The daytime host's guest Frank Bailey, the author of Blind Allegiance to Sarah Palin, appeared and received almost total support for the idea that the former vice presidential nominee is a faux Christian. Bahir derided, "Sarah Palin has repeatedly traded, as you know, on her Christian faith...What did you think of her desire for vengeance and that desire to be vindictive?"
If the Wall Street Republicans and the conservative Republicans don't resolve their differences and work as a TEAM ("together everyone achieves more"), we will go back to having a Democratic majority in Congress and President Barack Obama will be re-elected for another four years.
Ripples began to form last year when then Republican Senate candidate Rand Paul of Kentucky spouted what some say were typical libertarian views but what to others sounded like criticisms of the fixed and firm Civil Rights Act of 1964.
Conservatives are worried that an ideal Reagan conservative has yet to emerge and lead the 2012 GOP presidential field. But are we allowing the liberal media (and establishment Republicans) to manipulate the narrative to prevent such a result?
Obviously, the liberal media do not have the best interests of Reagan conservatives in mind when they do their "reporting." So when they tell us certain GOP candidates are unelectable or electable, common sense would counsel us to take their advice with mounds of salt. But do we?
As readers are likely aware, former Vermont governor Howard Dean is a contributor to CNBC, and in this role, he continues to say the darnedest things.
On Monday's "The Last Word," Dean said of the far-right, "They hate Muslims, they hate gays, they hate immigrants, and the rhetoric in the primaries shows that" (video follows with transcript and commentary):
Remember all that talk four months ago in the wake of the Tucson shootings that political commentators needed to tone down their rhetoric?
MSNBC's Chris Matthews certainly doesn't, for on Monday's "Hardball," he called Rep. Paul Ryan's (R-Wisc.) Medicare plan a 'killer politically" and a "death certificate" for Republicans (video follows with transcript and commentary):
MSNBC's Chris Matthews opened his "Hardball" program Monday by once again bashing the possible Republican presidential candidates.
With Indiana governor Mitch Daniels dropping out Saturday, Matthews focused his attention on Mitt Romney, Tim Pawlenty, and Jon Huntsman telling guests John Heilemann and Mark Halperin, "I don’t want an interview with any of these guys" (video follows with transcript and commentary):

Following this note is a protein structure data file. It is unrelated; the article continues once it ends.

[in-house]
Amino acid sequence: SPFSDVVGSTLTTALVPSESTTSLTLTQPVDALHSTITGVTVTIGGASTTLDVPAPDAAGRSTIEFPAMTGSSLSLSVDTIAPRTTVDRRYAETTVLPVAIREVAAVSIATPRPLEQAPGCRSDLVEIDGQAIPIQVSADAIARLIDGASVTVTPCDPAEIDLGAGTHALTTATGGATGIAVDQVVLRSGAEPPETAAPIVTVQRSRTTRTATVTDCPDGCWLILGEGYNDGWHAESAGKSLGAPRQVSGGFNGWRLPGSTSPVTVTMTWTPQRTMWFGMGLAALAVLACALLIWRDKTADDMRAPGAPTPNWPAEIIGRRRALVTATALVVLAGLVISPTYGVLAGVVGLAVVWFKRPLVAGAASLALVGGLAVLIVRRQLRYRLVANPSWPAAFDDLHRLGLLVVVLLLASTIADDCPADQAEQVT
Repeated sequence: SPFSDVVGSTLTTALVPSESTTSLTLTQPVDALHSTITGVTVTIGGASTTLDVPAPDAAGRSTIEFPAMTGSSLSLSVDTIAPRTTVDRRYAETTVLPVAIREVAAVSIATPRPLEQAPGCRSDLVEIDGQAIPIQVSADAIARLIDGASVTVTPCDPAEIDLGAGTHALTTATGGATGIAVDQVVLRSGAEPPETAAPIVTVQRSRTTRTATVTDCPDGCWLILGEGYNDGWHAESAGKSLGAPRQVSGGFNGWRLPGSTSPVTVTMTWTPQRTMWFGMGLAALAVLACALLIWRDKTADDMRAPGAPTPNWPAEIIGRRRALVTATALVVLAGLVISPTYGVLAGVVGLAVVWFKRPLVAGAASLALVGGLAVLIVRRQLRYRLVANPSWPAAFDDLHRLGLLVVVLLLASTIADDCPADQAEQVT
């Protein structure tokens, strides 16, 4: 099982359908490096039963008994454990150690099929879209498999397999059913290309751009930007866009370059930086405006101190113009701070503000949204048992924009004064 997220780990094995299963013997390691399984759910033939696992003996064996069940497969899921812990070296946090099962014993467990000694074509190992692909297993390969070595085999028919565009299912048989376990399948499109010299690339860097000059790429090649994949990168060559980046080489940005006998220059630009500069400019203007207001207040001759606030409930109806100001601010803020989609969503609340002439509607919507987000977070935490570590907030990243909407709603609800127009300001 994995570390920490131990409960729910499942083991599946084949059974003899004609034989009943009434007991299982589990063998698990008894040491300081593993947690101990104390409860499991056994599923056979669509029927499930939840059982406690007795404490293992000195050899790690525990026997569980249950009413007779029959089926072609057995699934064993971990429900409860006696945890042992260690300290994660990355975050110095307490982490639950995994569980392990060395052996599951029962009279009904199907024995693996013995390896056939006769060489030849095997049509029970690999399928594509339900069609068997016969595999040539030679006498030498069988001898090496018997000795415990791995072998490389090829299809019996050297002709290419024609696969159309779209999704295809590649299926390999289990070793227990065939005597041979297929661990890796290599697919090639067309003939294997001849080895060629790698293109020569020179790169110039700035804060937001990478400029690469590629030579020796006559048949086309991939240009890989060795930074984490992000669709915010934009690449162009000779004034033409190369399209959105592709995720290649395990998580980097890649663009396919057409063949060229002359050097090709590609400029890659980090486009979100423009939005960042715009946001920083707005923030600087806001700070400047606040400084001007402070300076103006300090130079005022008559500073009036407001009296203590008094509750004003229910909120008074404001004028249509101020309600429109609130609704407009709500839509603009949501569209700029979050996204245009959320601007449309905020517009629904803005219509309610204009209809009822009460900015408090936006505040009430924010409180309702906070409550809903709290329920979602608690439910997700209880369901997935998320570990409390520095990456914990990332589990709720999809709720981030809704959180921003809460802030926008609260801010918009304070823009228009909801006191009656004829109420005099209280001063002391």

At the end of Sunday's Meet the Press, NBC chief foreign affairs correspondent Andrea Mitchell scolded Israeli Prime Minister Benjamin Netanyahu for daring to criticize President Obama's call for Israel to return to 1967 borders: "...he criticized the President, and in such a fashion! He lectured him in the Oval Office....basically treating him like a school boy."
Mitchell went on to declare: "People even who work for Netanyahu, some Israeli officials, told him later that he went too far. That it was, it was really rude and that there would be blowback to this." The leading voice of criticism in Israel was Netanyahu's liberal political opponent, Tzipi Livini, who also called on the Prime Minister to resign.
On the May 23 edition of "Morning Joe," Joe Scarborough accused Mitch Daniels of having "resentment" for his wife and derided the Indiana governor as "unseemly."
Moments earlier, the MSNBC host and his panel heaped mounds of praise on the "civil" Jon Huntsman, hailing him as the "'Morning Joe' candidate" whose civility deserved to be admired, before lobbing insults at Daniels.
This morning, Associated Press reporters Ricardo Alonso Zaldivar and Stephen Ohlemacher went back to an AP-GfK poll yours truly thoroughly discredited on May 11 (at NewsBusters; at BizzyBlog). That's when the AP's Liz Sidoti and Jennifer Agiesta laughably claimed that President Obama's approval had jumped to 60%.
All three morning shows on Monday bombarded Tim Pawlenty with a variety of liberal complaints and demands. ABC and NBC singled out an Obama-supporting "Republican" who slammed the presidential candidate's fiscal management of Minnesota. CBS repeatedly lobbied Pawlenty to raise taxes.
Good Morning America's George Stephanopoulos identified ex-Minnesota Governor Arne Carlson as "one of your Republican predecessors." He quoted Carlson as saying, "I don't think any governor has left behind a worse financial mess than Pawlenty has." Stephanopoulos made no mention of the fact that Carlson endorsed Barack Obama in 2008 or that he was officially expelled from the Minnesota GOP in December of 2010.
On NBC's Today, Matt Lauer highlighted the same statement and described Carlson simply as "a former Republican Governor of the State of Minnesota." He challenged, "This is a Republican saying that. How do you respond?"